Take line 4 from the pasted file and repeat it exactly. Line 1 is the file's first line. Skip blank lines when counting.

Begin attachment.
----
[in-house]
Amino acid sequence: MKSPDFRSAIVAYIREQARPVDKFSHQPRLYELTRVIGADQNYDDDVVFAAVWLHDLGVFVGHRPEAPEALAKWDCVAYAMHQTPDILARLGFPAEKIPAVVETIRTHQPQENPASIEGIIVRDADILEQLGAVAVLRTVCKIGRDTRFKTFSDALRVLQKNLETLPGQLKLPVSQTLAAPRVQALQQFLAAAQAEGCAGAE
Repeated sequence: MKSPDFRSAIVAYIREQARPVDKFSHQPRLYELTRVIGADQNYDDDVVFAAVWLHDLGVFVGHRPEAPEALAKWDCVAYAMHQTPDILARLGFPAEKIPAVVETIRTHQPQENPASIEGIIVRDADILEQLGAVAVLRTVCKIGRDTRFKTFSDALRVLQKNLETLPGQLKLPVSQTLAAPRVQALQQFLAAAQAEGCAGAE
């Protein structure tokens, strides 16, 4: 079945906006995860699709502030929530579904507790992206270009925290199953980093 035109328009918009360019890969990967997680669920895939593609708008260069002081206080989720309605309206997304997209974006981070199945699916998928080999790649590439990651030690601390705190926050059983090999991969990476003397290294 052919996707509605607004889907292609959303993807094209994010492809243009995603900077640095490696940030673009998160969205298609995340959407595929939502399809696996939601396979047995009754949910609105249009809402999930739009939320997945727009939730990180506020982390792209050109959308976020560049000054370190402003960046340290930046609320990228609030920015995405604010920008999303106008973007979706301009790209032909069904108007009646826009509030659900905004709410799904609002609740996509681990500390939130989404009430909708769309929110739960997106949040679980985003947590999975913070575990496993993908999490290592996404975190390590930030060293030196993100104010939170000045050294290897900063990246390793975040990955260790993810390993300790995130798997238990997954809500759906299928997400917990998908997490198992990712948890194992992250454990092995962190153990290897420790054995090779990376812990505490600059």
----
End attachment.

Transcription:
């Protein structure tokens, strides 16, 4: 079945906006995860699709502030929530579904507790992206270009925290199953980093 035109328009918009360019890969990967997680669920895939593609708008260069002081206080989720309605309206997304997209974006981070199945699916998928080999790649590439990651030690601390705190926050059983090999991969990476003397290294 052919996707509605607004889907292609959303993807094209994010492809243009995603900077640095490696940030673009998160969205298609995340959407595929939502399809696996939601396979047995009754949910609105249009809402999930739009939320997945727009939730990180506020982390792209050109959308976020560049000054370190402003960046340290930046609320990228609030920015995405604010920008999303106008973007979706301009790209032909069904108007009646826009509030659900905004709410799904609002609740996509681990500390939130989404009430909708769309929110739960997106949040679980985003947590999975913070575990496993993908999490290592996404975190390590930030060293030196993100104010939170000045050294290897900063990246390793975040990955260790993810390993300790995130798997238990997954809500759906299928997400917990998908997490198992990712948890194992992250454990092995962190153990290897420790054995090779990376812990505490600059």